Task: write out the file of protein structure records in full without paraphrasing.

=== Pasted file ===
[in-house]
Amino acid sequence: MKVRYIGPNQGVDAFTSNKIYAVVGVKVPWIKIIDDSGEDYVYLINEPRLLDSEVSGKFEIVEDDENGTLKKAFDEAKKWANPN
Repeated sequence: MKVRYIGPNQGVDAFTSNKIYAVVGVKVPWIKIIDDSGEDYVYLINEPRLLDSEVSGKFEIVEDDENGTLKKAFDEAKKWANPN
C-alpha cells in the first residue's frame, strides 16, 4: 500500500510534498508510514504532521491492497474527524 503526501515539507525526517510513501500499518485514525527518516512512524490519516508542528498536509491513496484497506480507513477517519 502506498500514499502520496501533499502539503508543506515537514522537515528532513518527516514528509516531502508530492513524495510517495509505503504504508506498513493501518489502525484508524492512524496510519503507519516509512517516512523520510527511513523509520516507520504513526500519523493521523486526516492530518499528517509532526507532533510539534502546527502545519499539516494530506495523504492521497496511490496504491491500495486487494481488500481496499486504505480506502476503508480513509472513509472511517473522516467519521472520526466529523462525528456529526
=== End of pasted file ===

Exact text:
[in-house]
Amino acid sequence: MKVRYIGPNQGVDAFTSNKIYAVVGVKVPWIKIIDDSGEDYVYLINEPRLLDSEVSGKFEIVEDDENGTLKKAFDEAKKWANPN
Repeated sequence: MKVRYIGPNQGVDAFTSNKIYAVVGVKVPWIKIIDDSGEDYVYLINEPRLLDSEVSGKFEIVEDDENGTLKKAFDEAKKWANPN
C-alpha cells in the first residue's frame, strides 16, 4: 500500500510534498508510514504532521491492497474527524 503526501515539507525526517510513501500499518485514525527518516512512524490519516508542528498536509491513496484497506480507513477517519 502506498500514499502520496501533499502539503508543506515537514522537515528532513518527516514528509516531502508530492513524495510517495509505503504504508506498513493501518489502525484508524492512524496510519503507519516509512517516512523520510527511513523509520516507520504513526500519523493521523486526516492530518499528517509532526507532533510539534502546527502545519499539516494530506495523504492521497496511490496504491491500495486487494481488500481496499486504505480506502476503508480513509472513509472511517473522516467519521472520526466529523462525528456529526